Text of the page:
MWF_31 - Organic Organic Lecture Series CH 310/318 M...

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Unformatted text preview: Organic Organic Lecture Series CH 310/318 M Textbook Assignment: LECTURE 31 Chapter 9- Nucleophilic Substitution Today’s Topics: The The Sn1 and Sn2 Reactions Notice & Announcements: Office Moved to WEL 4.242 1 Organic Lecture Series Nucleophilic Substitution and β-Elimination Chapter 9 2 Structure of R-X R- Organic Organic Lecture Series • SN1 reactions: governed by electronic factors – namely, the relative stabilities of the carbocation intermediates. • SN2 reactions: governed by steric factors – namely, the relative ease of approach of a nucleophile to the reaction site. Governed by electronic factors SN 1 Carbocation stability R3 CX (3°) R2 CHX (2°) RCH2 X (1°) CH3 X (methyl) SN 2 3 Access to the site of reaction Governed by steric factors The Leaving Group Organic Lecture Series • The more stable the anion, the better the leaving ability. – The most stable anions are the conjugate bases bases of strong acids. rarely function as leaving groups Reactivity as a leaving group _ I> _ Br > _ Cl > H 2 O > > _ F> O _ _ HO > CH 3 O _ _ > NH2 CH 3 CO > Stability of anion; strength of conjugate acid 4 Solvents Organic Organic Lecture Series • Protic solvent: A solvent that is a hydrogen bond donor. – The most common protic solvents contain OH groups. • Aprotic solvent: A solvent that cannot serve as a hydrogen bond donor. – Nowhere in the molecule is there a hydrogen bonded to an atom of high electronegativity. 5 Dielectric Constant Organic Lecture Series • Solvents are classified as polar and nonpolar – The most common measure of solvent polarity is dielectric constant. • Dielectric constant: A measure of a solvent’s ability to insulate opposite charges from one another. another. – The greater the value of the dielectric constant of a solvent, the smaller the interaction between ions of opposite charge dissolved in that solvent. – Polar solvent: dielectric constant > 15. – Nonpolar solvent: dielectric constant < 15. 6 Aprotic Solvents Solven t Polar D imethyl su lfoxide (D MSO) Acetonitrile Acetone N on p o l ar N on polar D ichloromethane D iethyl eth er Tolu ene Hexane Organic Organic Lecture Series Structure ( CH3 ) 2 S=O CH3 C N ( CH3 ) 2 C=O D ielectric Constan t 48.9 37.5 36.7 20.7 N,N-D imethylformamide (D MF) ( CH3 ) 2 NCHO CH2 Cl2 CH3 CH2 OCH2 CH3 C6 H5 CH3 CH3 ( CH2 ) 4 CH3 9.1 4.3 2.3 1.9 7 Protic Solvents Organic Lecture Series Solvent Water Fo rm i c ac i d Meth anol Ethanol Acetic acid Stru cture H2 O HCOOH CH3 OH CH3 CH2 OH CH3 COOH D ielectric Cons tant (25°C) 79 59 33 24 6 8 The Solvent – SN2 Organic Organic Lecture Series • The most common type of SN2 reaction involves a negative Nu:- and a negative leaving group. negatively charged nu cleophile negative ch arge disp ers ed in the transition state negatively charged leaving group Nu: - + C Lv δ− Nu C δ− Lv Nu C + Lv Tran si ti o n state – The weaker the solvation of Nu:-, the less the energy required to remove it from its solvation shell and the greater the rate of SN2. 9 The Solvent – SN2 Br + N3 - Organic Lecture Series SN 2 solvent N3 + k(solvent) k(methanol) 5000 2800 1300 7 1 Br - Solvent Type Weak solvation of N3polar aprotic Solvent CH3 C N ( CH3 ) 2 N CHO ( CH3 ) 2 S= O H2 O CH3 OH polar protic 10 The The Solvent – SN1 Organic Organic Lecture Series • SN1 reactions involve creation and separation of unlike charges in the transition state of the rate-determining step. • Rate depends on the ability of the solvent solvent to keep these charges separated and to solvate both the anion and the cation. • Polar protic solvents (formic acid, water, methanol) are the most effective solvents for SN1 reactions. 11 The Solvent – SN1 CH3 CH3 CCl + ROH CH3 solvolysis Organic Lecture Series CH3 CH3 COR + HCl CH3 k(solvent) Solvent water 80% water: 20% ethanol 40% water: 60% ethanol ethanol k(ethanol) 100,000 14,000 100 1 12 Nucleophilicity Organic Organic Lecture Series • Nucleophilicity: A kinetic property measured by the rate at which a Nu: causes a nucleophilic substitution under a standardized set of experimental conditions. • Basicity: A equilibrium property measured by the position of equilibrium in an acid-base reaction. • Because all nucleophiles are also bases, correlations between nucleophilicity and basicity are studied. 13 Organic Lecture Series Effectiveness Increasing Nucleophilicity Increasing Nucleophilicity Increasing Nucleophilicity Increasing Nucleophilicity Good Nucleophile Br-, I CH S - RS , HO-, C H O- RO , CN - N , 3 3 3 Cl , F -- C H3 C OO , R COO Moderate CH3 SH, RSH, R2 S NH 3 , RN H2 , R2 NH, R3 N H2 O Poor CH3 O H, ROH CH3 COO H, RCO OH 14 Nucleophilicity Organic Organic Lecture Series • A guiding principle is the “freer” the nucleophile, the greater greater its nucleophilicity. 15 Nucleophilicity Nucleophilicity Organic Lecture Series • Polar aprotic solvents (e.g., DMSO, acetone, acetonitrile, DMF) – are very effective in solvating cations, but not nearly so effective in solvating anions. – because anions are only poorly solvated, they participate readily in SN2 reactions, and nucleophilicity parallels basicity: F- > Cl- > Br- > I16 Nucleophilicity Organic Organic Lecture Series • Polar protic solvents (e.g., water, methanol) – Anions are highly solvated by hydrogen bonding with the solvent. – The more concentrated the negative charge of the anion, the more tightly it is held in a solvent shell. – The nucleophile must be at least partially removed from its solvent shell to participate in SN2 reactions. Because F- is most tightly solvated and I- the least, nucleophilicity is I- > Br- > Cl- > F17 Nucleophilicity • Generalization Organic Lecture Series – In a series of reagents with the same nucleophilic atom, anionic reagents are stronger nucleophiles than neutral reagents; this trend parallels the basicity of the the nucleophile. Increasing Nucleophilicity H2 O ROH N H3 RSH < < < < OH RO RS - N H2 18 Nucleophilicity • Generalization Organic Organic Lecture Series – When comparing groups of reagents in which the nucleophilic atom is the same, the stronger the base, the greater the nucleophilicity. N u cleophile RCOO Carb oxylate ion - HO Hydroxide ion - RO Alk oxide ion - In creasing N ucleoph ilicity Con jugate acid pK a RCOOH 4-5 HOH 15.7 Increasin g A cidity ROH 16-18 (stronger the conj base, the weaker the acid) 19 ...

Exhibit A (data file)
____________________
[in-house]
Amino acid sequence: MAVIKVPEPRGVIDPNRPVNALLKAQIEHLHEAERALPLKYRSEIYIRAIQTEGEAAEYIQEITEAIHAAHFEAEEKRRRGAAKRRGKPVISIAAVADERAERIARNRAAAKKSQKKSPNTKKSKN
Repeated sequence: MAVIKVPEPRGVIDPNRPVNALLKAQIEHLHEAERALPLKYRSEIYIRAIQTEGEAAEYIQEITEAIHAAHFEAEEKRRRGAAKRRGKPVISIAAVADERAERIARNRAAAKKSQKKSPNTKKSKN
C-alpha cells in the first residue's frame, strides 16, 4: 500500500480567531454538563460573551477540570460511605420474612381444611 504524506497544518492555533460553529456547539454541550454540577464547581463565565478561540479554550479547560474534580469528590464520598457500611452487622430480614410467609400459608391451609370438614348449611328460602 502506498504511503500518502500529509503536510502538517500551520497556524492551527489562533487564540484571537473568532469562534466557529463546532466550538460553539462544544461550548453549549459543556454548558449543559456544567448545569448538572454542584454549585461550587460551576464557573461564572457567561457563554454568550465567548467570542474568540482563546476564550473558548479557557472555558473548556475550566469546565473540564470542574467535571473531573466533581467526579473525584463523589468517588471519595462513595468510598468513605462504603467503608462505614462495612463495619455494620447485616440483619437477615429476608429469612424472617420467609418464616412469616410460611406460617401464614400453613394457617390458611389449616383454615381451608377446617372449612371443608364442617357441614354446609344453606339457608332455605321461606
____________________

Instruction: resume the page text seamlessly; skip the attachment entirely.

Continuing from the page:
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This note was uploaded on 11/07/2010 for the course CH 101 taught by Professor Dude during the Spring '10 term at Williamson.